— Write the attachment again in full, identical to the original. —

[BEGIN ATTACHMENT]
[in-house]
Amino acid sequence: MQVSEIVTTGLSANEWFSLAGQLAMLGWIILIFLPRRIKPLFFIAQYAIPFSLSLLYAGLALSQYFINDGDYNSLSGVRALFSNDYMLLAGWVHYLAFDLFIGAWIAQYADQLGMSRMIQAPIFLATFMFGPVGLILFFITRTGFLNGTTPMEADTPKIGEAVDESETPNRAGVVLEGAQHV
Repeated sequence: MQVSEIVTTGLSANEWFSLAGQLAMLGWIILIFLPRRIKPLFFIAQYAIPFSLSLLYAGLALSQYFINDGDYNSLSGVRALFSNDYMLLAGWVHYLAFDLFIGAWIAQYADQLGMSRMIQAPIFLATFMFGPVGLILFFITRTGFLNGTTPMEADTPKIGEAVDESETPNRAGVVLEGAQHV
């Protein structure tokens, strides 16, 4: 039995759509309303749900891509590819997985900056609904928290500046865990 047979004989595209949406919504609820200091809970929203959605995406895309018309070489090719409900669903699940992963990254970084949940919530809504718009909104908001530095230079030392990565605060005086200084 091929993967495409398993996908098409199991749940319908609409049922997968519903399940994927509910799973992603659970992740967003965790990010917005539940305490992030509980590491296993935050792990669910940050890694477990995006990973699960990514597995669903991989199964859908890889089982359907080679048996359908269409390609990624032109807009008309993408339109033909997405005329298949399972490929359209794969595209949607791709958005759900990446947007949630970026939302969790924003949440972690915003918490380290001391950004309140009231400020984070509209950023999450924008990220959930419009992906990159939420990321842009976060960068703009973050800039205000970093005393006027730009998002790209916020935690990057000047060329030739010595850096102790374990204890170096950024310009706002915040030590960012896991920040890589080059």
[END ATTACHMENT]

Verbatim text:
[in-house]
Amino acid sequence: MQVSEIVTTGLSANEWFSLAGQLAMLGWIILIFLPRRIKPLFFIAQYAIPFSLSLLYAGLALSQYFINDGDYNSLSGVRALFSNDYMLLAGWVHYLAFDLFIGAWIAQYADQLGMSRMIQAPIFLATFMFGPVGLILFFITRTGFLNGTTPMEADTPKIGEAVDESETPNRAGVVLEGAQHV
Repeated sequence: MQVSEIVTTGLSANEWFSLAGQLAMLGWIILIFLPRRIKPLFFIAQYAIPFSLSLLYAGLALSQYFINDGDYNSLSGVRALFSNDYMLLAGWVHYLAFDLFIGAWIAQYADQLGMSRMIQAPIFLATFMFGPVGLILFFITRTGFLNGTTPMEADTPKIGEAVDESETPNRAGVVLEGAQHV
């Protein structure tokens, strides 16, 4: 039995759509309303749900891509590819997985900056609904928290500046865990 047979004989595209949406919504609820200091809970929203959605995406895309018309070489090719409900669903699940992963990254970084949940919530809504718009909104908001530095230079030392990565605060005086200084 091929993967495409398993996908098409199991749940319908609409049922997968519903399940994927509910799973992603659970992740967003965790990010917005539940305490992030509980590491296993935050792990669910940050890694477990995006990973699960990514597995669903991989199964859908890889089982359907080679048996359908269409390609990624032109807009008309993408339109033909997405005329298949399972490929359209794969595209949607791709958005759900990446947007949630970026939302969790924003949440972690915003918490380290001391950004309140009231400020984070509209950023999450924008990220959930419009992906990159939420990321842009976060960068703009973050800039205000970093005393006027730009998002790209916020935690990057000047060329030739010595850096102790374990204890170096950024310009706002915040030590960012896991920040890589080059």